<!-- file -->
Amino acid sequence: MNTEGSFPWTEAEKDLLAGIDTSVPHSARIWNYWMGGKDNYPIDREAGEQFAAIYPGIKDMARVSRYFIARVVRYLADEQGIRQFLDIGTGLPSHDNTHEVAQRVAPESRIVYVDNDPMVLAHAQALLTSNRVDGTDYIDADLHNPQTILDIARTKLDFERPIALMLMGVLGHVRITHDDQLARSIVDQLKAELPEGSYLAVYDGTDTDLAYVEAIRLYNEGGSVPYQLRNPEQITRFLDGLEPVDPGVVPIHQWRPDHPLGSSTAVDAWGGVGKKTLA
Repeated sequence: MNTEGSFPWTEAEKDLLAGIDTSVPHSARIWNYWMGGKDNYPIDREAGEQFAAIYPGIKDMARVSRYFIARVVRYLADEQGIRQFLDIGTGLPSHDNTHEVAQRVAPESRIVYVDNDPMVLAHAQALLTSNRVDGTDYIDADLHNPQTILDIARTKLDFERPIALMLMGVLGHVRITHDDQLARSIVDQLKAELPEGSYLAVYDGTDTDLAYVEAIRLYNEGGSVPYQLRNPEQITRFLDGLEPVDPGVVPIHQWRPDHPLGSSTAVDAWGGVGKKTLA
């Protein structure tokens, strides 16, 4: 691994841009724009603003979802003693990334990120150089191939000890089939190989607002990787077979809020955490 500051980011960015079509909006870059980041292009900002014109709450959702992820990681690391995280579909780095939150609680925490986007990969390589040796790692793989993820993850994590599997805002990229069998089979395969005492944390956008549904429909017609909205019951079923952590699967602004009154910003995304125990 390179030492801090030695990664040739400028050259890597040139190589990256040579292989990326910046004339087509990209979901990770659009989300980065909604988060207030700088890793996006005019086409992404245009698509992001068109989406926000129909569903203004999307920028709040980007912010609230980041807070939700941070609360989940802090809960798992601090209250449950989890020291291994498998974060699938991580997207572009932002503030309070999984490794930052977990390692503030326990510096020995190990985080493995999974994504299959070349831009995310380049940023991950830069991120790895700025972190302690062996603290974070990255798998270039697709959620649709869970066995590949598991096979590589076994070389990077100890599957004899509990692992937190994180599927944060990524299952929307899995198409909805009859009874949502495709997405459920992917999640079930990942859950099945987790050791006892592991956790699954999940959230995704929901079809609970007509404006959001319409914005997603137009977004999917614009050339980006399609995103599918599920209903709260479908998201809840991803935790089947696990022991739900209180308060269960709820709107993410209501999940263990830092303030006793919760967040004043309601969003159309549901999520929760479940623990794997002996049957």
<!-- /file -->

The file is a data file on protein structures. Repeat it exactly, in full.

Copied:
Amino acid sequence: MNTEGSFPWTEAEKDLLAGIDTSVPHSARIWNYWMGGKDNYPIDREAGEQFAAIYPGIKDMARVSRYFIARVVRYLADEQGIRQFLDIGTGLPSHDNTHEVAQRVAPESRIVYVDNDPMVLAHAQALLTSNRVDGTDYIDADLHNPQTILDIARTKLDFERPIALMLMGVLGHVRITHDDQLARSIVDQLKAELPEGSYLAVYDGTDTDLAYVEAIRLYNEGGSVPYQLRNPEQITRFLDGLEPVDPGVVPIHQWRPDHPLGSSTAVDAWGGVGKKTLA
Repeated sequence: MNTEGSFPWTEAEKDLLAGIDTSVPHSARIWNYWMGGKDNYPIDREAGEQFAAIYPGIKDMARVSRYFIARVVRYLADEQGIRQFLDIGTGLPSHDNTHEVAQRVAPESRIVYVDNDPMVLAHAQALLTSNRVDGTDYIDADLHNPQTILDIARTKLDFERPIALMLMGVLGHVRITHDDQLARSIVDQLKAELPEGSYLAVYDGTDTDLAYVEAIRLYNEGGSVPYQLRNPEQITRFLDGLEPVDPGVVPIHQWRPDHPLGSSTAVDAWGGVGKKTLA
């Protein structure tokens, strides 16, 4: 691994841009724009603003979802003693990334990120150089191939000890089939190989607002990787077979809020955490 500051980011960015079509909006870059980041292009900002014109709450959702992820990681690391995280579909780095939150609680925490986007990969390589040796790692793989993820993850994590599997805002990229069998089979395969005492944390956008549904429909017609909205019951079923952590699967602004009154910003995304125990 390179030492801090030695990664040739400028050259890597040139190589990256040579292989990326910046004339087509990209979901990770659009989300980065909604988060207030700088890793996006005019086409992404245009698509992001068109989406926000129909569903203004999307920028709040980007912010609230980041807070939700941070609360989940802090809960798992601090209250449950989890020291291994498998974060699938991580997207572009932002503030309070999984490794930052977990390692503030326990510096020995190990985080493995999974994504299959070349831009995310380049940023991950830069991120790895700025972190302690062996603290974070990255798998270039697709959620649709869970066995590949598991096979590589076994070389990077100890599957004899509990692992937190994180599927944060990524299952929307899995198409909805009859009874949502495709997405459920992917999640079930990942859950099945987790050791006892592991956790699954999940959230995704929901079809609970007509404006959001319409914005997603137009977004999917614009050339980006399609995103599918599920209903709260479908998201809840991803935790089947696990022991739900209180308060269960709820709107993410209501999940263990830092303030006793919760967040004043309601969003159309549901999520929760479940623990794997002996049957």